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'Little Boy' review: His power of belief is moving

Jakob Salvati as Pepper Flynt Busbee and Michael

Jakob Salvati as Pepper Flynt Busbee and Michael Rapaport as James Busbee in "Little Boy." Photo Credit: TNS / Handout

In "Little Boy," Jakob Salvati plays Pepper Flynt Busbee, an 8-year-old whose father, James (Michael Rapaport), has been drafted to fight in World War II. One day, the distraught Pepper performs a miracle -- of sorts -- and begins to believe that he can will his father back home. How? By using the power of faith.

"Little Boy," produced by husband and wife Mark Burnett and Roma Downey, the duo behind last year's "Son of God," is ostensibly a faith-based movie. More often than not, that means a sugary cinematic coating around a pill of religious dogma. "Little Boy," however, is something entirely different. Though occasionally sticky sweet and not always subtle, it's also a smart and very moving story about a young boy discovering the power and meaning of faith.

Though Pepper is part of a churchgoing family -- Emily Watson and David Henrie play his mother and older brother -- he mainly worships Ben Eagle (Ben Chaplin), a famous magician who one day performs in Pepper's hometown of O'Hare, California. Pepper, chosen as an onstage assistant, "moves" a soda bottle using only his mind and a dramatic flourish, and decides to use his new powers to end the war. Father Oliver (Tom Wilkinson), seeing a teachable moment, encourages Pepper to strengthen his faith with good deeds, including making friends with Hashimoto (Cary-Hiroyuki Tagawa), a Japanese man whom Pepper sees as the enemy.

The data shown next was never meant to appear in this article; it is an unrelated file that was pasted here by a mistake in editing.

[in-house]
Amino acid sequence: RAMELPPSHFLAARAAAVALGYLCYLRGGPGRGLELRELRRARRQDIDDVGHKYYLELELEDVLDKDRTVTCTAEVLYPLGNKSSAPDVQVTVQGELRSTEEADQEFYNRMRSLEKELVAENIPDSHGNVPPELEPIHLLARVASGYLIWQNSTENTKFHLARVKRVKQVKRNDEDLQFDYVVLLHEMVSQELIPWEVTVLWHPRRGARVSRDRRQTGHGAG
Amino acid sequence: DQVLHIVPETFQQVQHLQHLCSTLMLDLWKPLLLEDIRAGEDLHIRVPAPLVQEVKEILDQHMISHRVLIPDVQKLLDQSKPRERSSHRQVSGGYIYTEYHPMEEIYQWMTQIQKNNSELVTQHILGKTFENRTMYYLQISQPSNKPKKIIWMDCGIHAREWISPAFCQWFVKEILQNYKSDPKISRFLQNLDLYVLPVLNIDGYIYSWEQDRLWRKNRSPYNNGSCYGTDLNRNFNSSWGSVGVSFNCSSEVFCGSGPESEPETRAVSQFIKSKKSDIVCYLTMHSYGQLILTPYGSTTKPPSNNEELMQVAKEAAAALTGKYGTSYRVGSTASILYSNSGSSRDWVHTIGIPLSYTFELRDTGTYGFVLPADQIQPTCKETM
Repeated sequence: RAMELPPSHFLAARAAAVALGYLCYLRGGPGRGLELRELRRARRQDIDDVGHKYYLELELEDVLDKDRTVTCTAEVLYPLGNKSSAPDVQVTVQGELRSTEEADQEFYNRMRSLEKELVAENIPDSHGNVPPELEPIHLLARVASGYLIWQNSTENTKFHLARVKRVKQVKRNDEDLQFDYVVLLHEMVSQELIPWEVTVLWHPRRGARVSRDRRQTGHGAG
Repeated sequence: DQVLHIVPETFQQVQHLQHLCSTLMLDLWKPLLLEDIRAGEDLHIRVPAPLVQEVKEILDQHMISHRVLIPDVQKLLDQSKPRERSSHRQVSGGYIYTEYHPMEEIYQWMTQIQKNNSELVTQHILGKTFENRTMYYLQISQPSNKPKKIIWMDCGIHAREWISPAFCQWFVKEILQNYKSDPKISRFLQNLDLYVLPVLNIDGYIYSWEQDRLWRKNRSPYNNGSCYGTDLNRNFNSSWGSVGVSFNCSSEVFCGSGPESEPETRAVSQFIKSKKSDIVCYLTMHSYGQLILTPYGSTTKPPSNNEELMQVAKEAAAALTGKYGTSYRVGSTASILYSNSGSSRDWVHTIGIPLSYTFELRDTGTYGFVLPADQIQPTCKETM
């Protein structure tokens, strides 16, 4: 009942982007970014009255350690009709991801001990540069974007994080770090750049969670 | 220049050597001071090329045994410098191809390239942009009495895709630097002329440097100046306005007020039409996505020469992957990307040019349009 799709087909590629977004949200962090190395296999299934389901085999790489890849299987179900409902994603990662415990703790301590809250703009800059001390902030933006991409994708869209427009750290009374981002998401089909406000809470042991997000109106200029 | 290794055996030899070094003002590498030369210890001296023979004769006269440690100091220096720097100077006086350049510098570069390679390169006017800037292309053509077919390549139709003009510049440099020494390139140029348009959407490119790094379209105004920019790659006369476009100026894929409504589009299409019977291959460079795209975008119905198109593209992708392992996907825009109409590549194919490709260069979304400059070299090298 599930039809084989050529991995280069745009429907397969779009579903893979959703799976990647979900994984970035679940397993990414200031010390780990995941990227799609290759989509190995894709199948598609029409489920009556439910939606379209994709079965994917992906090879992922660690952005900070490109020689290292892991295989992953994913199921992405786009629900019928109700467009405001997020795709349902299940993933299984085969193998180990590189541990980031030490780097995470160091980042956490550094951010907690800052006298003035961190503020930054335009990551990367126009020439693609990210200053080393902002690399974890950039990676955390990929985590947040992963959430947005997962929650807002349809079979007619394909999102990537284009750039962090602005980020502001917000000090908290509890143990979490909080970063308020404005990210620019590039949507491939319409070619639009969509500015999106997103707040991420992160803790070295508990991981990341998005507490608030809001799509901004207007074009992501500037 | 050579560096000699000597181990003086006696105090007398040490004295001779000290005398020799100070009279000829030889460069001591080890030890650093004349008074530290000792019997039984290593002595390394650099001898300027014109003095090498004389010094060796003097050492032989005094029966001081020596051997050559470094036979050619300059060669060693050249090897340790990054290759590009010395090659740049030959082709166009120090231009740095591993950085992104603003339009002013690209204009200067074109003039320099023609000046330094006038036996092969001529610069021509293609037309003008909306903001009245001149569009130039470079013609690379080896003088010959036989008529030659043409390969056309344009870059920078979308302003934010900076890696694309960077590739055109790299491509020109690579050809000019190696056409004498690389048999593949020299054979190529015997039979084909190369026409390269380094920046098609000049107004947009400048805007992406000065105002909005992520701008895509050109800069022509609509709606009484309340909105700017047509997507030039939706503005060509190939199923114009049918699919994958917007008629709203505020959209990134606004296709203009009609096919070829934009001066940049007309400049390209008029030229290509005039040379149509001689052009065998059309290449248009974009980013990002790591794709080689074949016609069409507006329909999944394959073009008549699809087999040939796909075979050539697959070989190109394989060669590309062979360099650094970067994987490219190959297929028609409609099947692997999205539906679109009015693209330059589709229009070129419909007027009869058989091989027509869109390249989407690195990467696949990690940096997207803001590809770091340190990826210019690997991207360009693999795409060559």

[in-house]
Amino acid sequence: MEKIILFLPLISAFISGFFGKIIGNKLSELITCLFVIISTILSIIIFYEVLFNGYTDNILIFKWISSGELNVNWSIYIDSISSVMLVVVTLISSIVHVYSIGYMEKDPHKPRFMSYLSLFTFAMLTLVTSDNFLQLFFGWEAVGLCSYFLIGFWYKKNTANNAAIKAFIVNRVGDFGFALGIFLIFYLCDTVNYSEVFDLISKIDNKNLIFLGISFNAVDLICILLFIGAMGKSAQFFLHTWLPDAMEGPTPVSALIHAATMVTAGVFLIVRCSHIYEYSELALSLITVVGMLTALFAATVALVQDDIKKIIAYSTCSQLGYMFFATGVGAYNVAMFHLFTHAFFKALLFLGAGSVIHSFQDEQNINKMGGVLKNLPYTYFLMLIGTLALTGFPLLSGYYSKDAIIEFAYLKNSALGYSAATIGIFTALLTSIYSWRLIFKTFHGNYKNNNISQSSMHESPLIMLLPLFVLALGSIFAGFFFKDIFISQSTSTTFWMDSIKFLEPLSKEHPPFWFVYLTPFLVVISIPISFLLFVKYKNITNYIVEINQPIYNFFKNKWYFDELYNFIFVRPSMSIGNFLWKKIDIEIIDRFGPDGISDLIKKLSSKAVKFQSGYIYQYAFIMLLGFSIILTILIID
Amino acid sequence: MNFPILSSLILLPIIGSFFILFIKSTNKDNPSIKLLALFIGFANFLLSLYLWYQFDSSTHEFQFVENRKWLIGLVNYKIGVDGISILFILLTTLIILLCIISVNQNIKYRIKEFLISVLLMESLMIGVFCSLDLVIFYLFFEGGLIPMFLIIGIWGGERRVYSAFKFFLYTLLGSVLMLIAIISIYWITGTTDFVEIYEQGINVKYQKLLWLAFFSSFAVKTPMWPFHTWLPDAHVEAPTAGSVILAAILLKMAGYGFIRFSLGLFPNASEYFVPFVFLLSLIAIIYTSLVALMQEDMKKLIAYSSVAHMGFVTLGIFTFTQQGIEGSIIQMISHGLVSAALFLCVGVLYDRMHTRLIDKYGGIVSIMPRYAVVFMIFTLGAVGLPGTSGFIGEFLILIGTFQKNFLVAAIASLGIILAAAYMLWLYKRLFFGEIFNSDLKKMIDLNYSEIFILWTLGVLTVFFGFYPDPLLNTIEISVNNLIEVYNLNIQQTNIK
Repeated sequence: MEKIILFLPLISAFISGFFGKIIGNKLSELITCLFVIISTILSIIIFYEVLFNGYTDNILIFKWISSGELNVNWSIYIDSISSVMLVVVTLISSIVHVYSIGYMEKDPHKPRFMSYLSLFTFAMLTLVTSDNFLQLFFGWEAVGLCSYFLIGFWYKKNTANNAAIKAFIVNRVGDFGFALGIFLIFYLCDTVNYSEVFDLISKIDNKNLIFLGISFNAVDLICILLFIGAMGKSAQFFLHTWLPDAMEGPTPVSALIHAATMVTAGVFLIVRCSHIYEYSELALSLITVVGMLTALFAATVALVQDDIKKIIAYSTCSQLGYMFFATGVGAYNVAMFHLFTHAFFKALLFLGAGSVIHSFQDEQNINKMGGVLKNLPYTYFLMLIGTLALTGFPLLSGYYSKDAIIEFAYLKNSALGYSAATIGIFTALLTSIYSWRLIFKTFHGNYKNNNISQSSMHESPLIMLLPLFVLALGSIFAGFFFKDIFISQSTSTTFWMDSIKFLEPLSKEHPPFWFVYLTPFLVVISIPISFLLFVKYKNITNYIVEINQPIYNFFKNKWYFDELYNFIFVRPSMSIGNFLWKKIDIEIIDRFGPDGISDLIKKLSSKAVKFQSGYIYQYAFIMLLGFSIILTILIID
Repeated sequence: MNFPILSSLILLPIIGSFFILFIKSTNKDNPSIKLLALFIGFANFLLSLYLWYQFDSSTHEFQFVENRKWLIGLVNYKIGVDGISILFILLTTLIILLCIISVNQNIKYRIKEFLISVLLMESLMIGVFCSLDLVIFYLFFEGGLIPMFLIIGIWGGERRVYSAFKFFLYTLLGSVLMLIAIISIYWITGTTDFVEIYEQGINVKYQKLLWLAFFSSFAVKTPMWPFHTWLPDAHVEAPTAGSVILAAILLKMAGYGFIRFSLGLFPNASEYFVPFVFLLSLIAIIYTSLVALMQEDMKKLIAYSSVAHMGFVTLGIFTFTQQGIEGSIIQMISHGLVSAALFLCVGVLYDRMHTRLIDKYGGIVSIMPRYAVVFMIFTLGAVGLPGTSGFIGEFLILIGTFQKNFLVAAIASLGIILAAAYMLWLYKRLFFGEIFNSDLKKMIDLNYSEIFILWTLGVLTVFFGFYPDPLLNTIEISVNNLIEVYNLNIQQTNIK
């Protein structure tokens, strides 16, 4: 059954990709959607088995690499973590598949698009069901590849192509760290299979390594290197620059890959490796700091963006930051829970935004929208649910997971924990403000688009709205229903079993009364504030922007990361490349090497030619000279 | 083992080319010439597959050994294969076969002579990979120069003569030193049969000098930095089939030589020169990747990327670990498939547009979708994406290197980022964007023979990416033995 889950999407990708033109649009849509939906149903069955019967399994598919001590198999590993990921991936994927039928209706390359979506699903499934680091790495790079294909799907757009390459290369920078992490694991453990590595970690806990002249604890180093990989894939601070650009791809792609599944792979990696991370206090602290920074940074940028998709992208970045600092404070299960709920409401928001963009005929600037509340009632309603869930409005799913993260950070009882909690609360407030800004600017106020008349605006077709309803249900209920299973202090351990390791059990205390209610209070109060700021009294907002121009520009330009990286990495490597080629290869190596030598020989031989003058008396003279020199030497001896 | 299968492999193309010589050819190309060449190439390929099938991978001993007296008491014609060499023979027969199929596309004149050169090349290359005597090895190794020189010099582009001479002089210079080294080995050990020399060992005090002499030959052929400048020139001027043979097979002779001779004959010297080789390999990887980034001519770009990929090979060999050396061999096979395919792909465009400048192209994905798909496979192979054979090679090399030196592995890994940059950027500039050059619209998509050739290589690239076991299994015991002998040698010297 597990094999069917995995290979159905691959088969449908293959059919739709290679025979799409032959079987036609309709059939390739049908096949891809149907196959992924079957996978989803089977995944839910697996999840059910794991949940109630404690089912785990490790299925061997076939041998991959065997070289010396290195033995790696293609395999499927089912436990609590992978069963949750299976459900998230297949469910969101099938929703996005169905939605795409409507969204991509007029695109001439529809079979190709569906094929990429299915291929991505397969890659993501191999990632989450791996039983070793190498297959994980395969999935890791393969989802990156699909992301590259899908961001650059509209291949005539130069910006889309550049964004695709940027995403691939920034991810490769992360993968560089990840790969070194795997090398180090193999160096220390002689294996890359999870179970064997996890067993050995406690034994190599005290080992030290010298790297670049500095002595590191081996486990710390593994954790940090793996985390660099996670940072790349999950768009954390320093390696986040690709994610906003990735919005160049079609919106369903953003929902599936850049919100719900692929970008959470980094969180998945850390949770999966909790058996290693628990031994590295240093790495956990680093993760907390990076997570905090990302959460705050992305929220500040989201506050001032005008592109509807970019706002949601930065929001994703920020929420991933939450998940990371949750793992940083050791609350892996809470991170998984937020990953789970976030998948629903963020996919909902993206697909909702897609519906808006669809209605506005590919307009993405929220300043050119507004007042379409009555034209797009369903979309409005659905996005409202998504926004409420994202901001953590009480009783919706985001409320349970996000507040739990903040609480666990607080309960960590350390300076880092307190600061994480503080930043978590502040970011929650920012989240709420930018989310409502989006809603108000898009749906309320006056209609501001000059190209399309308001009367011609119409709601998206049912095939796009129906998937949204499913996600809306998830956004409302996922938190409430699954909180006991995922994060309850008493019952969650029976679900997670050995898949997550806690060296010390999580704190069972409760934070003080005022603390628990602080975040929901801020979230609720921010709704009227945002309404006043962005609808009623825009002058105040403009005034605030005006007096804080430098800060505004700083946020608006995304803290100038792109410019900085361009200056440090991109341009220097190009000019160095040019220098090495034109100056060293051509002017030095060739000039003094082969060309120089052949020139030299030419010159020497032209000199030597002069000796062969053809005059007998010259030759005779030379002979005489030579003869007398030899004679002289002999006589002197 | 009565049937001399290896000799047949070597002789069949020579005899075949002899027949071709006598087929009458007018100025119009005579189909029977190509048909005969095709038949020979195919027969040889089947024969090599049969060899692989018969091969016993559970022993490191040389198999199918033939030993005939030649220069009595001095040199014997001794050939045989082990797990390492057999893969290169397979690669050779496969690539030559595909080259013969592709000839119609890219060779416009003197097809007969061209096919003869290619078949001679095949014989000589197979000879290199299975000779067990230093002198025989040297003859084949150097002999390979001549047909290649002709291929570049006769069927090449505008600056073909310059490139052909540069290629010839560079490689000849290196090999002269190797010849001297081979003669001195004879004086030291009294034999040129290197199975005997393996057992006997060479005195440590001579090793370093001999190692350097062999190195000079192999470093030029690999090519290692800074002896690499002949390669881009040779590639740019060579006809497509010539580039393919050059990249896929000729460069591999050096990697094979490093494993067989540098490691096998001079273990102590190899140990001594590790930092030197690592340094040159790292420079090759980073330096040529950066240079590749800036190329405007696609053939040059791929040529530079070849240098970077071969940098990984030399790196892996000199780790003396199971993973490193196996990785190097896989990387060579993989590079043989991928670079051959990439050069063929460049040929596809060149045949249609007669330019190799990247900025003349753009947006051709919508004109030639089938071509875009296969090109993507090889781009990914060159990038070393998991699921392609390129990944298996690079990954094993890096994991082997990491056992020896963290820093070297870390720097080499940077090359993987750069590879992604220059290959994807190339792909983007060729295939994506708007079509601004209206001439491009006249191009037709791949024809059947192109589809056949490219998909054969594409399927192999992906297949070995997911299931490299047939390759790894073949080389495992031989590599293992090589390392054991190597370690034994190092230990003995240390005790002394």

Directed with wry humor by Alejandro Monteverde, "Little Boy" has an excellent cast (Salvati, endearing and a little ferocious, is a discovery) and a surprisingly deep-reaching script by Pepe Portillo. It examines faith from every angle (believers and skeptics alike come in for scrutiny), faces up to the real horrors of war (hence the PG-13 rating) and builds palpable tension as we wonder whether Pepper has been set up for a terrible fall. "Little Boy" has many flaws -- its tone is uneven and its narrative unfocused -- but it's also one of the most insightful films about religion since the 1977 comedy "Oh, God!," which also wrangled with personal beliefs and unprovable truths. "Little Boy" presents a world that feels real but has room for magic, and it allows us, through Pepper, to decide how to live in it.

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